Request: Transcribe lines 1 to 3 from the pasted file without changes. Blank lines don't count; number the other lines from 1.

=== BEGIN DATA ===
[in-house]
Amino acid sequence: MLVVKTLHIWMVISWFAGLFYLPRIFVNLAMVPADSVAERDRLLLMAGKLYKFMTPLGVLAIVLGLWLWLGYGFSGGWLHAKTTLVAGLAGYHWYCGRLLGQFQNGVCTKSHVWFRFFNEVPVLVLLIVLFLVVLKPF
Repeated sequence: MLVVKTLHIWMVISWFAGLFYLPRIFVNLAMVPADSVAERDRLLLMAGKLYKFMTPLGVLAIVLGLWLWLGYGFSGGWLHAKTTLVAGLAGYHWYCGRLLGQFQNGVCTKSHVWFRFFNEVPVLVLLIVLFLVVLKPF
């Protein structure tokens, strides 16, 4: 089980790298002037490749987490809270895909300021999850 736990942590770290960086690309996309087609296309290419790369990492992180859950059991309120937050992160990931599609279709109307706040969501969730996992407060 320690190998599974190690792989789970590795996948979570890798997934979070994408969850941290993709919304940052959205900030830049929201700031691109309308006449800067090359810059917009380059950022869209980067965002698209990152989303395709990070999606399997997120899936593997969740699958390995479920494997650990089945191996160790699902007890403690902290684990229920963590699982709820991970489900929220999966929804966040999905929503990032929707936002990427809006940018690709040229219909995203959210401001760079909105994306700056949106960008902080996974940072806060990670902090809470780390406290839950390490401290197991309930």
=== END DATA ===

[in-house]
Amino acid sequence: MLVVKTLHIWMVISWFAGLFYLPRIFVNLAMVPADSVAERDRLLLMAGKLYKFMTPLGVLAIVLGLWLWLGYGFSGGWLHAKTTLVAGLAGYHWYCGRLLGQFQNGVCTKSHVWFRFFNEVPVLVLLIVLFLVVLKPF
Repeated sequence: MLVVKTLHIWMVISWFAGLFYLPRIFVNLAMVPADSVAERDRLLLMAGKLYKFMTPLGVLAIVLGLWLWLGYGFSGGWLHAKTTLVAGLAGYHWYCGRLLGQFQNGVCTKSHVWFRFFNEVPVLVLLIVLFLVVLKPF